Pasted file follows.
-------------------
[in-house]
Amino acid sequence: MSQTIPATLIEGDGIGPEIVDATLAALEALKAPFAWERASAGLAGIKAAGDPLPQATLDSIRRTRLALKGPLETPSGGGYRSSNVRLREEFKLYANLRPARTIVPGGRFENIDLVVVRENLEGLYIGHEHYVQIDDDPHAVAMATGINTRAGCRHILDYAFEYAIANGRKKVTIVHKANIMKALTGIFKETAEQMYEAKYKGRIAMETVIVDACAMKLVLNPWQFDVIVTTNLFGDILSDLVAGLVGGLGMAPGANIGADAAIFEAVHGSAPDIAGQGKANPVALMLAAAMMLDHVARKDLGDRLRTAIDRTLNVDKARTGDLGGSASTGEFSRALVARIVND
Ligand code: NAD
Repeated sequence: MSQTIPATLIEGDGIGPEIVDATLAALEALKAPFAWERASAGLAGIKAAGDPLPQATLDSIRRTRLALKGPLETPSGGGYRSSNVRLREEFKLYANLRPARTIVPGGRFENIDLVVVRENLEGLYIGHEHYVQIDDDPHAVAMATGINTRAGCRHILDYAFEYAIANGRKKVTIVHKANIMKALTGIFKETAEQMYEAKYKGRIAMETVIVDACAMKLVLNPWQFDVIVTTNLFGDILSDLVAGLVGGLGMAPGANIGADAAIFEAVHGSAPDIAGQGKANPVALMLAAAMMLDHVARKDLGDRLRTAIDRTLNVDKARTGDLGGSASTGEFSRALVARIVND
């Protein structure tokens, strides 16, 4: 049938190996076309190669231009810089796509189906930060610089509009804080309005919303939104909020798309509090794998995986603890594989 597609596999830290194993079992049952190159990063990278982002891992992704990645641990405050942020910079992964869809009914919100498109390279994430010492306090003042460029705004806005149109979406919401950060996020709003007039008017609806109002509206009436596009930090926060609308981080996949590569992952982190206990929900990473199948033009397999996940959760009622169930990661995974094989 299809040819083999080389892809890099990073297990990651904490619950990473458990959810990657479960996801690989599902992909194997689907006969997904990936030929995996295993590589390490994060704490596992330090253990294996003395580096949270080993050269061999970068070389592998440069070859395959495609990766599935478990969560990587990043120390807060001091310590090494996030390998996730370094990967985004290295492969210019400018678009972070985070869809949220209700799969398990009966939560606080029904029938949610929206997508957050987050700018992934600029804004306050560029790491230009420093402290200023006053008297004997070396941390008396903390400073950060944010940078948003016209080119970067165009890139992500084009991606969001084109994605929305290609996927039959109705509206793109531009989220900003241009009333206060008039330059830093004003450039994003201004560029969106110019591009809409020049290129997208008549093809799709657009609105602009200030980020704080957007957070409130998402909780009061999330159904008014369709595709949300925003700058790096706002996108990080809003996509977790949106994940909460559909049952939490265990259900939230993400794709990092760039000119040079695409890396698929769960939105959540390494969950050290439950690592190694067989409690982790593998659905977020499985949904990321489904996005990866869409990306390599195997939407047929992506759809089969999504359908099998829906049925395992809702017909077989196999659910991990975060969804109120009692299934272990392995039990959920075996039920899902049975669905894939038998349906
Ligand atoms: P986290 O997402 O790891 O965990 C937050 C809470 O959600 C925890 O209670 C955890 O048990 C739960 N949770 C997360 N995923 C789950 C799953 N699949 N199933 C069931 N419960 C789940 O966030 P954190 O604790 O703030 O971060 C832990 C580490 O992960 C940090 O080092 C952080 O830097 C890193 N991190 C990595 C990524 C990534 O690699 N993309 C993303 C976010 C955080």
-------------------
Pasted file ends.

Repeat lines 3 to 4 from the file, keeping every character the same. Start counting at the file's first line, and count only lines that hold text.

Ligand code: NAD
Repeated sequence: MSQTIPATLIEGDGIGPEIVDATLAALEALKAPFAWERASAGLAGIKAAGDPLPQATLDSIRRTRLALKGPLETPSGGGYRSSNVRLREEFKLYANLRPARTIVPGGRFENIDLVVVRENLEGLYIGHEHYVQIDDDPHAVAMATGINTRAGCRHILDYAFEYAIANGRKKVTIVHKANIMKALTGIFKETAEQMYEAKYKGRIAMETVIVDACAMKLVLNPWQFDVIVTTNLFGDILSDLVAGLVGGLGMAPGANIGADAAIFEAVHGSAPDIAGQGKANPVALMLAAAMMLDHVARKDLGDRLRTAIDRTLNVDKARTGDLGGSASTGEFSRALVARIVND